• In the first lesson we talked about their experience of using the Internet at school and at home, named their favorite games. It was very exciting to see how all students, even the weaker ones, wanted to share their thoughts and experience. Then we read the script and discussed what we learned from Jay's experience.
• The script is in English, it's a foreign language for my students and they'll need some time to learn their lines, but they are so excited they all applied for different roles of real or virtual characters.
Now we are at scene three when Jay starts playing the new “cool“game pretending to be older. Here we have to create our own setting, our own virtual characters that will appear on the stage, their appearance, costumes, background sounds of the game, too. The students are so excited I had to allow some more time for all group ideas to be presented and we'll decide next week on our scene, and, I hope, proceed to the following scenes.
• I hope everything will go smoothly, with only the learning of the language and proper pronunciation until the last scene. There isn't much text and the students understood and discussed it already.
Then in the last scene we have to create our own advice for Jay. I plan to use Childnet SMART rules again. My students are already familiar with the rules: S – safe, M – meet, A – accept, R – reliable, T – tell. I plan to use the Kidsmart presentation and remind them of the rules, have them work in pairs on every detail of Jay's problem and then present their advice to the group. Then we'll agree on all the individual sentences of our advice that go into our script. I also hope to have time to get students to write all the pieces of advice on big posters to keep on the walls.
• The final scene of the play is to be a rap song, possibly with dance. I'll leave it to the imagination of my students and correct only the language.
I'm very excited and can't wait to put our drama on stage. I've been even happier since a few parents reported having talked about the topic with their children because the child was very excited about our work at school and wanted to share the details with parents. It looks like it's going to be a success.
February 7, 2011
In the meantime I'll invite the students to join the wiki. When they join, they'll need pictures to represent them when they post. My students are only 14, so I thought of an activity 0 for them: creating avatar icons instead of personal photos.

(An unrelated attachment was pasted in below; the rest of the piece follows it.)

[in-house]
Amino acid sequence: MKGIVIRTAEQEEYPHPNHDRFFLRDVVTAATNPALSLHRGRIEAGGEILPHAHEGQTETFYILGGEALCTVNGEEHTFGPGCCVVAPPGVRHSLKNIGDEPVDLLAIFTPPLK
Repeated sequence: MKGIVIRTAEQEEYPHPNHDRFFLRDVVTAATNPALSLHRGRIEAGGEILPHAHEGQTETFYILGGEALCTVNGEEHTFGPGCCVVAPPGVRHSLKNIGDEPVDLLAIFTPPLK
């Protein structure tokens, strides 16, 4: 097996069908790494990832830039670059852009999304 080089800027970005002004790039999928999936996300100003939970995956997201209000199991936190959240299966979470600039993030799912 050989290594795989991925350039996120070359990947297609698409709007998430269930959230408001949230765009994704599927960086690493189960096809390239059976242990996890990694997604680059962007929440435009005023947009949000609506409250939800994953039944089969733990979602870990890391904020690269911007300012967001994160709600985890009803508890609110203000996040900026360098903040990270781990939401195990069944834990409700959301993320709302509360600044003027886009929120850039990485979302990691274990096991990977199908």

I've just written a post on their blog sharing one idea on how to do it and inviting them to share if they know of a better, easier of more interesting way of doing it.
I've invited them to visit http://avatars.yahoo.com/ and choose a shape they like or think reflects their interests, or maybe even looks like them in a way.
When they create an avatar picture, they can right click it and save it.
To get a small picture of the avatar face, to use as an icon, for example when they are writing comments,I suggested resizing it: http://www.sherv.net/icon-maker/ It is easy, you just upload the picture, choose the part you like and save it again.
I've given them an example of what they can do with the picture:
I hope this will help my students create their avatar photos in no time and have fun.
January 30, 2011
ZooBurst ( http://www.zooburst.com/ ) is a digital storytelling tool which lets you create a 3Dpop-up book.
The creation of the story is very simple and there is an option of a free account. Here is my first attempt:
To get started, you just click "New Book" and then "Build" button, choose the title for your story, find the right images by typing some key words and getting the images from the ZooBurst gallery, or you can upload your own images. Then you add text bubbles to your characters, which appear as exclamation marks until you click on them to read them. You can change the background colours. You can create more pages. When you have told your story, you save it.
Pro account gives you some more attractive options, like adding sound to your stories, but you can create great stories with a free account, too.
There are two things I liked about ZooBurst:
- you can easily embed your story
- Instead of just enjoying the book by reading it and looking at the illustrations, your readers can choose Webcam mode to experience your book in Augmented Reality: the button turns on your webcam and you see yourself as if in a mirror, with a part of the story you were reading when you turned it on. You can print the mixed reality scene, too.
ZooBurst seems like a tool my students would love. I'll definitely use it in the classroom.
January 9, 2011
So far I've seen great introductions, and all made with the use of different tools: Prezi, Mixbook, Storybird, Animoto, Flickr photostream, Message Hop, capzles, Bloombla...
I've decided to create an animoto video about my life. I've uploaded my own photos from my computer and chosen music from the audio files offered by animoto.
Animoto is really easy to use and a video can be created in a very short time. I specially like
the possibility Animoto team gives to teachers to apply for Animoto Edu account, which makes it possible for teachers to create full length videos for free.